This is just a few minutes worth of work, would rather also demonstrate bare metal and other such things but not worth the time right now.
Through testing of some functions to see what the calling convention is and also noting that for add it is generating
400600: 8d 04 37 lea (%rdi,%rsi,1),%eax
400603: c3 retq
400610: 89 f8 mov %edi,%eax
400612: 21 f0 and %esi,%eax
400614: c3 retq
three instructions instead of two, five bytes instead of four, these bits if information both do and dont matter depending. But to make it more fair will do the same thing for each operation.
Also want the do it a zillion times loop closely coupled and not compiled as that may end up creating some variation. And lastly the alignment try to make that fair.
derived from yours
unsigned int add_test ( unsigned int a, unsigned int b, unsigned int x );
unsigned int and_test ( unsigned int a, unsigned int b, unsigned int x );
start = clock();
stop = clock();
start = clock();
stop = clock();
first run as expected the first loop took longer as it wasnt in the cache? should not have taken that much longer so that doesnt make sense, perhaps other reasons...
but we stay fairly consistent. second run, the times stay somewhat consistent.
note that this is 2 billion loops. four instructions per. my clocks per second is 1000000 at 3.4ghz 0.8772 clocks per loop or 0.2193 clocks per instruction, how is that possible? superscaler processor.
A LOT more work could be done, here, this was just a few minutes worth and hopefully it is just enough to demonstrate (as others have already as well) that you cant really see the difference with a test like this.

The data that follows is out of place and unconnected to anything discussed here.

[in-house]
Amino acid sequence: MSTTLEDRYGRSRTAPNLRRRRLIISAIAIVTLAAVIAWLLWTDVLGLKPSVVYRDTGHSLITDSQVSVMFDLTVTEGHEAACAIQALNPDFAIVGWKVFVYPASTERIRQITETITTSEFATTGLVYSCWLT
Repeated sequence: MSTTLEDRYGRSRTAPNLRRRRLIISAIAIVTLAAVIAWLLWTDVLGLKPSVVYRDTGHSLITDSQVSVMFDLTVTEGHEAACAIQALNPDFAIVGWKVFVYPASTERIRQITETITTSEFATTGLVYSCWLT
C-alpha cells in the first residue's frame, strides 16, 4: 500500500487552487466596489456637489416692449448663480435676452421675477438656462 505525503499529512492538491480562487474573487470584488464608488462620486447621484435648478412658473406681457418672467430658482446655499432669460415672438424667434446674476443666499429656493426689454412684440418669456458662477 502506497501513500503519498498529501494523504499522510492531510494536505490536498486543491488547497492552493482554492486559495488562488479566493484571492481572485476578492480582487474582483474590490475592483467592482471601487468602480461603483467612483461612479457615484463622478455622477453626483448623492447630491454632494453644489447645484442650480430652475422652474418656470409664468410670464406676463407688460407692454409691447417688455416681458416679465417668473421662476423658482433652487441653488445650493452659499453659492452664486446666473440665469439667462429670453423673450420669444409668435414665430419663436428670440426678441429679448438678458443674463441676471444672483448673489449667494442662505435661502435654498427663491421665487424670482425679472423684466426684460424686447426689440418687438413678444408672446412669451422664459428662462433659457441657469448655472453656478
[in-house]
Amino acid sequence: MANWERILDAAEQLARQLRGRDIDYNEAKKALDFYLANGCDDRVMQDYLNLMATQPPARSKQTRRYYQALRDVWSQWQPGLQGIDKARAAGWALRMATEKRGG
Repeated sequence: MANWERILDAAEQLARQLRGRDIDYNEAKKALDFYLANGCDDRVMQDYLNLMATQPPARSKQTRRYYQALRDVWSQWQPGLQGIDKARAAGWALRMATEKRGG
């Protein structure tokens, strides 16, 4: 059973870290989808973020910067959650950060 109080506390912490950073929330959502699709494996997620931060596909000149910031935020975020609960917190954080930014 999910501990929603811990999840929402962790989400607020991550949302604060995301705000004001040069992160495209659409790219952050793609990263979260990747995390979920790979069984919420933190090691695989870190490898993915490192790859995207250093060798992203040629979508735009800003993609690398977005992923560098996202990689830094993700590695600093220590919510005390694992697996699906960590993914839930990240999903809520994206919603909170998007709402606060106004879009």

I could do a demo with something more linear like an arm and something we could read the clock/timer register as part of the code under test, as the calling of the clock code are all part of the code under test and can vary here. Hopefully that is not necessary, the results are much more consistent though using sram, controlling all the instructions under test, etc. and with that you can see alignment differences you can see the cost of the cache read on the first loop but not the remaining, etc...(a few clocks total although 10ms as we see here, hmm, might be on par for an x86 system dont know benchmarking x86 is a near complete waste of time, no fun in it and the results dont translate to other x86 computers that well)
As pointed out in your other question that was closed as a duplicate, and I hate using links here, should learn how to cut and paste pictures (TODO).